Can public clouds fix the developer experience in the HPC domain? – Forbes

Posted: February 2, 2021 at 7:20 pm

Rescale

Countless startup fortunes have been made over the past decade by new technologies aimed at the software developer experience in the wake of Marc Andreessens observation that software is eating the world.

From publicly-traded Atlassian ($54B market cap), to notable acquisitions like (Microsoft acquiring GitHub for $7.5B in stock), to a slew of private unicorns whose technologies address various optimizations of how software is developed and managed the idea that developers are the lifeblood of product innovation and revenue growth in every industry has become a universal truth and a very lucrative technology category.

There so many cultish new mantras for the right way to do software that have crept into mainstream business jargon that its hard to keep up from agile to move fast and break things, to developer processes like continuous integration / continuous deployment and DevOps.

Anything fast-growth companies can do to attract, hire and accelerate the productivity of developers has become a universally accepted guiding principle of doing business in the Internet era, with no signs of slowing down.

But while this developer experience has been a key focus in the mainstream business world, somehow in the research and science domain engineers today are still largely mired in a very old world slog in how they access their computational resources. They literally line up to get their turn to run computing jobs on their specialized high-performance computer clusters. These are expensive PhD headcounts. Waiting in line.

In this world where supercomputers and massive Linux clusters (aka high performance computing, or HPC) are the norm for everything from quantum physics, to nuclear fission, to propulsion to aerodynamics these science engineers sit on hold to run these algorithmically complex simulations while mainstream developers are pressing a button in Amazon Web Services to deploy a new server instantaneously in the cloud.

All of the mega cloud service providers (AWS / Azure / Google Cloud) are licking their chops to capture this HPC market that Intersect360 Research expects to reach $55 billion by 2024. Only an estimated 20 percent of HPC workloads presently run on the cloud, while more than 85 percent of companies overall will eventually have most workloads running on the cloud. Just not yet. Thats a huge lag in cloud adoption for HPC.

Right in the middle of the action of capturing this HPC cloud market and raising the developer experience of its engineers is a San Francisco- based company called Rescale. They recently closed a $50 million Series C funding rund. They bring specialized HPC hardware and software to the cloud, in pre-configured templates.

Rescale co-founder and CEO Joris Poort

Its co-founders, Joris Poort and Adam McKenzie, are former aerospace engineers at Boeing who designed complex physics simulations for wing design on the Boeing 787. Their experiences led them to realize just how broken the computing model was in the digital R&D domain. Necessity being the mother of invention, they went on to start Rescale based on the realization that eventually most HPC workloads would not run on hardware bought and maintained in private data centers but more and more on public cloud infrastructure in the same way that mainstream developers do in the enterprise.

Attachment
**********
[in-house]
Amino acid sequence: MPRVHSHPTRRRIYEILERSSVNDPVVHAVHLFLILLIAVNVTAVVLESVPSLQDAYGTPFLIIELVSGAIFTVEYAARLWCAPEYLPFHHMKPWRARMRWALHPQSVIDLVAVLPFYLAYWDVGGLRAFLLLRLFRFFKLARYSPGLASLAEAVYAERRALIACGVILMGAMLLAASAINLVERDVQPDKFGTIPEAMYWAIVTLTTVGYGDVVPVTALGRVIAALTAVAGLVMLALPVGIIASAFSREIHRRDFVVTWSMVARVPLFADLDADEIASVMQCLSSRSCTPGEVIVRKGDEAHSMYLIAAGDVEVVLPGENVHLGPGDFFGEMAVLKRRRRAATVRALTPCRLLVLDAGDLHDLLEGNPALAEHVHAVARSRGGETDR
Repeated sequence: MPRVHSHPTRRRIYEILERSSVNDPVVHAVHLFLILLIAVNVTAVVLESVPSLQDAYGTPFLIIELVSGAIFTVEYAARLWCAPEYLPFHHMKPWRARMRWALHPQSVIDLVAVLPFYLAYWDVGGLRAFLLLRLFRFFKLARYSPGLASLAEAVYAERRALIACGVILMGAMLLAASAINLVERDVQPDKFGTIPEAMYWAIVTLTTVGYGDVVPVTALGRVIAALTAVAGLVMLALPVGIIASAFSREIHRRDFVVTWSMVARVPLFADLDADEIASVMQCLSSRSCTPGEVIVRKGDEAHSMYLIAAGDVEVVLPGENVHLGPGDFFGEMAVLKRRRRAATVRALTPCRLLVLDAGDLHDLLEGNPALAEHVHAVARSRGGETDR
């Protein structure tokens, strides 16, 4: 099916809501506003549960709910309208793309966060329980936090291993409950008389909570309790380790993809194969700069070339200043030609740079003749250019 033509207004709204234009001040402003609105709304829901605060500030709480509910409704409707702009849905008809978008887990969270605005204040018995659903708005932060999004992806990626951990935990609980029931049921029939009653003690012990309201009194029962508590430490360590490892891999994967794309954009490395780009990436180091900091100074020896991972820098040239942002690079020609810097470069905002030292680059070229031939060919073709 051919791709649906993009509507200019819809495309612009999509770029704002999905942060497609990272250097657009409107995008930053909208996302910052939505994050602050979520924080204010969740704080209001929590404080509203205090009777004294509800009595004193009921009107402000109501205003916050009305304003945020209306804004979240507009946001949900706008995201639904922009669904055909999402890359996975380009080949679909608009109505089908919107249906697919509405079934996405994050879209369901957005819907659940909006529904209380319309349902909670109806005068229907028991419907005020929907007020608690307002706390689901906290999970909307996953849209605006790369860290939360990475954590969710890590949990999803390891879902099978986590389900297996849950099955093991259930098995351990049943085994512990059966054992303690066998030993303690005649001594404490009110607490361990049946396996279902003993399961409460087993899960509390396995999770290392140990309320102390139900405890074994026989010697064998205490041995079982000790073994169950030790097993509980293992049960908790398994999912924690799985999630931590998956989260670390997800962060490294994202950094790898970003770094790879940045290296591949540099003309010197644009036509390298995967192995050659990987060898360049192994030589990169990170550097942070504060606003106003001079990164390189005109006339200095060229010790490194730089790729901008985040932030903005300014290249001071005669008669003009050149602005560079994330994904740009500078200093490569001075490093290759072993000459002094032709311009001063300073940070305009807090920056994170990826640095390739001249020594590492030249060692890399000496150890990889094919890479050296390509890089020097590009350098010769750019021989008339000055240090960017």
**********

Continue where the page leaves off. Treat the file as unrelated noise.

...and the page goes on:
The Rescale platform is the scientific communitys first cloud platform optimized for algorithmically-complex workloads, including simulation and artificial intelligence, plus integrations with more than 600 of the worlds most-popular HPC software applications and more than 80 specialized hardware architectures.

Rescale's Web-interface dashboard.

Rescale allows any science engineer to run any workload, on any major public cloud, including AWS, Google Cloud, IBM, Microsoft Azure, Oracle and more.

The company wants to bring the same developer ergonomics to digital R&D that their counterparts have enjoyed in the enterprise for nearly a decade, and so far they have attracted more than 300 customers, including Boom Supersonic, Nissan, and other large users with massive computational requirements that drive their simulations and product designs.

To truly empower R&D teams advancing the state of the art in science, HPC workloads should run not only in private data centers, but also on public cloud infrastructure that offers elastic compute, said Nagraj Kashyap, Global Head of M12, Microsoft's venture fund. Rescales customers get that, ultimately speeding up simulation and design cycles by orders of magnitude."

Among the investors in Rescale ($100 million in total funding) are Samsung and NVIDIA. Its not just the cloud service providers that are licking their chops at this lucrative HPC industry. There are untold billions to be made in the sale of specialized hardware architectures that power the artificial intelligence- driven simulations that power so much product discovery in the science domain, where products arent physically created until they have been digitally represented and tested against every possible variable.

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Can public clouds fix the developer experience in the HPC domain? - Forbes

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